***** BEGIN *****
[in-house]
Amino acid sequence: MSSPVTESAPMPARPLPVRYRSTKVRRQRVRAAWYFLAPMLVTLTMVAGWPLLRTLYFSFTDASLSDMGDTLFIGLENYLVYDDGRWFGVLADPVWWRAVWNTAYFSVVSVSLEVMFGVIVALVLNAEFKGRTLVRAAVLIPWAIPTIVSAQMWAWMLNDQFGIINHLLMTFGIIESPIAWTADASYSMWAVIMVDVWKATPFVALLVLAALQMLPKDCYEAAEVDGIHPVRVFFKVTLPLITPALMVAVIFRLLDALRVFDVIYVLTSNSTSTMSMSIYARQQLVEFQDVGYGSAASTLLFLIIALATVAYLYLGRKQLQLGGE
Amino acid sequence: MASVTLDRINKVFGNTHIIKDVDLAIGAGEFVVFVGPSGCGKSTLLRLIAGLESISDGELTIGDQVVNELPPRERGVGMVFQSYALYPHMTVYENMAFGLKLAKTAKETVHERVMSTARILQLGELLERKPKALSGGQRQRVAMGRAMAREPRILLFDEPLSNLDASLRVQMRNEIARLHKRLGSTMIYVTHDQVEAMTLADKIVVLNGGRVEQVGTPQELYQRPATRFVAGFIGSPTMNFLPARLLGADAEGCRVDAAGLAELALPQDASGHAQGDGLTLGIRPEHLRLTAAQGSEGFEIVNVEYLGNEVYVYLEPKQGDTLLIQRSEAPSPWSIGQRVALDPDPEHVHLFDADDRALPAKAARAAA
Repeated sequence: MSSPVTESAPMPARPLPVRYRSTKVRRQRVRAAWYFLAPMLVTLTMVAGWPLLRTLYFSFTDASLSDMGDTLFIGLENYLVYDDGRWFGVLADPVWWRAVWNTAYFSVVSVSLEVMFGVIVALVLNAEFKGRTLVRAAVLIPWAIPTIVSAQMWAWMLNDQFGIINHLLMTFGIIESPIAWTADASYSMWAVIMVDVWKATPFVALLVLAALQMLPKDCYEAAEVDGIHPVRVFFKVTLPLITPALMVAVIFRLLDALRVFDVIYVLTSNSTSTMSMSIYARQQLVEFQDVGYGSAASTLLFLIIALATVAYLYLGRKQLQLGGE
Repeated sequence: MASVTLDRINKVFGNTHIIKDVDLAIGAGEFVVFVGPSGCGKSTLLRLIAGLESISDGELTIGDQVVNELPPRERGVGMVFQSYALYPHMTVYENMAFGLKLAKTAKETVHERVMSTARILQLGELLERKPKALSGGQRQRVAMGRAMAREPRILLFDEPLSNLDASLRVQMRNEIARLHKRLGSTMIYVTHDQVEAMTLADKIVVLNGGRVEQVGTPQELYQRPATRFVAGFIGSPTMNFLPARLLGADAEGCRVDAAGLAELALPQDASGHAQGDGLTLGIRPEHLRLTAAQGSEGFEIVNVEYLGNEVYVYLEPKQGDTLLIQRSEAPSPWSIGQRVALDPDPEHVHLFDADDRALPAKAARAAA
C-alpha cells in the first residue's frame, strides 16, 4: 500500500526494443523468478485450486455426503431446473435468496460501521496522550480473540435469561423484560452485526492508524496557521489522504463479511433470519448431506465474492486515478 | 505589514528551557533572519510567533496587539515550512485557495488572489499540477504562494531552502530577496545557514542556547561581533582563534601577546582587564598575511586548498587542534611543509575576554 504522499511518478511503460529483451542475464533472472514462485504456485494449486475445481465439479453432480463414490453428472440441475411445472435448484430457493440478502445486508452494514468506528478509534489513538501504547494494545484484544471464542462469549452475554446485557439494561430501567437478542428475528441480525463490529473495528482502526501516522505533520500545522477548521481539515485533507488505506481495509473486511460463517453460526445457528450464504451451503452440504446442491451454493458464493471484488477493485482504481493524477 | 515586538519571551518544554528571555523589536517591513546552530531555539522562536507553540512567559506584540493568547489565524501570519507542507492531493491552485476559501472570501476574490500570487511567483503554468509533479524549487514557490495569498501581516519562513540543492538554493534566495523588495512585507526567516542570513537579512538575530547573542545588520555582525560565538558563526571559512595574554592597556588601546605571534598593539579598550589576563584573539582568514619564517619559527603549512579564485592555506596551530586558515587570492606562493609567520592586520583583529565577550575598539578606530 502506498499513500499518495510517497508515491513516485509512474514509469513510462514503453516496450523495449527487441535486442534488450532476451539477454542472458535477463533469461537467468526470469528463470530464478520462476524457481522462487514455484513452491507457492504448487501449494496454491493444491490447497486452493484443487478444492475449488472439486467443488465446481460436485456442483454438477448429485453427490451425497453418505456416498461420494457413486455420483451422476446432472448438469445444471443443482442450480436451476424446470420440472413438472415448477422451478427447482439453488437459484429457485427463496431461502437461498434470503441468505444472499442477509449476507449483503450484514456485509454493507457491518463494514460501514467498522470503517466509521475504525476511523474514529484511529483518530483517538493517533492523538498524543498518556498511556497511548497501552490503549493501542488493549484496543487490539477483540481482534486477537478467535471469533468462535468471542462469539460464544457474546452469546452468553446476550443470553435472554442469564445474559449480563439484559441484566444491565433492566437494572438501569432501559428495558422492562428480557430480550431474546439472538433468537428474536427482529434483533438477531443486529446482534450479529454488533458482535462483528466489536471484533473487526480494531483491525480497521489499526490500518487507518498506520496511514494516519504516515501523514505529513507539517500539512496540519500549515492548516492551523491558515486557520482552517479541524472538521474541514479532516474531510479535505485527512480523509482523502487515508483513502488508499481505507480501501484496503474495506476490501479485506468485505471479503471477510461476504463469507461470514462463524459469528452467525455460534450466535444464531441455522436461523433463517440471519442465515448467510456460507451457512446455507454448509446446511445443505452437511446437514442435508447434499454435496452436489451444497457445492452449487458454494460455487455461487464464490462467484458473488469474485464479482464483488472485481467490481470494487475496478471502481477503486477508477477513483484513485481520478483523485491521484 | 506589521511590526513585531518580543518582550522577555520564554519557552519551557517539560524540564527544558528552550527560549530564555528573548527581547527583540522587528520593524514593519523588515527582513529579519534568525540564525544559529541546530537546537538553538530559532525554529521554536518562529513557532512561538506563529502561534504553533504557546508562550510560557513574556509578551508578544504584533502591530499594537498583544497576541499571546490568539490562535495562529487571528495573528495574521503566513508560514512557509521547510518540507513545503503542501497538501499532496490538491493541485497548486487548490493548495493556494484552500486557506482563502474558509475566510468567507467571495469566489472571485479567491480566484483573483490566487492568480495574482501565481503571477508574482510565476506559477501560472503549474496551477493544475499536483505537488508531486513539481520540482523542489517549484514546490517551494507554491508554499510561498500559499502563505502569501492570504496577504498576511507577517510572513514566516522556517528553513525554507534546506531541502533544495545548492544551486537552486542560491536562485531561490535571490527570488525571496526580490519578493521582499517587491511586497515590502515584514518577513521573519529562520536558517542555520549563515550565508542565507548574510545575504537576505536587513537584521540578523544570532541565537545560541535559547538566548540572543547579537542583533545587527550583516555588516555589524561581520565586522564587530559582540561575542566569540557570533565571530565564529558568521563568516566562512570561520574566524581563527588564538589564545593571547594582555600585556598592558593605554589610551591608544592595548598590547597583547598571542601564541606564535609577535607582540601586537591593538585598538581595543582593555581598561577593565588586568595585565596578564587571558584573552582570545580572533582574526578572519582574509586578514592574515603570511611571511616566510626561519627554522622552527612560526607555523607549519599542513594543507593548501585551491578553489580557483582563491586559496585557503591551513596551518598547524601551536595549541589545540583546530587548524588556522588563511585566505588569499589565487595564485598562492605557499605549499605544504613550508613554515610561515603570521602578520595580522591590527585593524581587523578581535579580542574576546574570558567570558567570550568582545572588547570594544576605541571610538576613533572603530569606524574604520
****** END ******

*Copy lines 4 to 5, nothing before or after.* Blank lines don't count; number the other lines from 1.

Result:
Repeated sequence: MSSPVTESAPMPARPLPVRYRSTKVRRQRVRAAWYFLAPMLVTLTMVAGWPLLRTLYFSFTDASLSDMGDTLFIGLENYLVYDDGRWFGVLADPVWWRAVWNTAYFSVVSVSLEVMFGVIVALVLNAEFKGRTLVRAAVLIPWAIPTIVSAQMWAWMLNDQFGIINHLLMTFGIIESPIAWTADASYSMWAVIMVDVWKATPFVALLVLAALQMLPKDCYEAAEVDGIHPVRVFFKVTLPLITPALMVAVIFRLLDALRVFDVIYVLTSNSTSTMSMSIYARQQLVEFQDVGYGSAASTLLFLIIALATVAYLYLGRKQLQLGGE
Repeated sequence: MASVTLDRINKVFGNTHIIKDVDLAIGAGEFVVFVGPSGCGKSTLLRLIAGLESISDGELTIGDQVVNELPPRERGVGMVFQSYALYPHMTVYENMAFGLKLAKTAKETVHERVMSTARILQLGELLERKPKALSGGQRQRVAMGRAMAREPRILLFDEPLSNLDASLRVQMRNEIARLHKRLGSTMIYVTHDQVEAMTLADKIVVLNGGRVEQVGTPQELYQRPATRFVAGFIGSPTMNFLPARLLGADAEGCRVDAAGLAELALPQDASGHAQGDGLTLGIRPEHLRLTAAQGSEGFEIVNVEYLGNEVYVYLEPKQGDTLLIQRSEAPSPWSIGQRVALDPDPEHVHLFDADDRALPAKAARAAA